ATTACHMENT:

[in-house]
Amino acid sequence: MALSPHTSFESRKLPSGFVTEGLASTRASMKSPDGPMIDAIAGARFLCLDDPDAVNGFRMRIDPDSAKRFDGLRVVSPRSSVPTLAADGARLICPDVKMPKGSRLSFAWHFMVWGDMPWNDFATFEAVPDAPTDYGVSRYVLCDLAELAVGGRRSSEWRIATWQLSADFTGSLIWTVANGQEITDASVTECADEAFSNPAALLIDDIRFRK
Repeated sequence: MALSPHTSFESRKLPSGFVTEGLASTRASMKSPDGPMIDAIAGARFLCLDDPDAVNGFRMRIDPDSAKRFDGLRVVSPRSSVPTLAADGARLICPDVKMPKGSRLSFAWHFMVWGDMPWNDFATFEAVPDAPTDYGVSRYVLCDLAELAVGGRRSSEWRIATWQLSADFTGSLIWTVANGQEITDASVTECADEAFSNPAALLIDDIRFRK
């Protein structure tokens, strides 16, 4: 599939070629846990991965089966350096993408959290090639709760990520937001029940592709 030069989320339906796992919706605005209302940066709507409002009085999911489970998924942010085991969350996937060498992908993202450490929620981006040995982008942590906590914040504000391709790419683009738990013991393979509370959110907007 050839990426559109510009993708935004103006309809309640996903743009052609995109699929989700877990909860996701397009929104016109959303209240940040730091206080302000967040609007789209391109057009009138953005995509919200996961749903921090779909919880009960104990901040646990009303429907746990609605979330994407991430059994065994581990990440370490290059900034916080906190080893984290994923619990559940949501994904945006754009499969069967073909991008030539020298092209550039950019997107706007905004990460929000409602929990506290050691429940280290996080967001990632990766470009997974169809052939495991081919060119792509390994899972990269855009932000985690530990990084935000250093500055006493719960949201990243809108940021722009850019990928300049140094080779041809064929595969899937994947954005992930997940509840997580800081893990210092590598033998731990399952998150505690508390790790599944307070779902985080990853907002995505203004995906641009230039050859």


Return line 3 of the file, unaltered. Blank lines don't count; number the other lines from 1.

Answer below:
Repeated sequence: MALSPHTSFESRKLPSGFVTEGLASTRASMKSPDGPMIDAIAGARFLCLDDPDAVNGFRMRIDPDSAKRFDGLRVVSPRSSVPTLAADGARLICPDVKMPKGSRLSFAWHFMVWGDMPWNDFATFEAVPDAPTDYGVSRYVLCDLAELAVGGRRSSEWRIATWQLSADFTGSLIWTVANGQEITDASVTECADEAFSNPAALLIDDIRFRK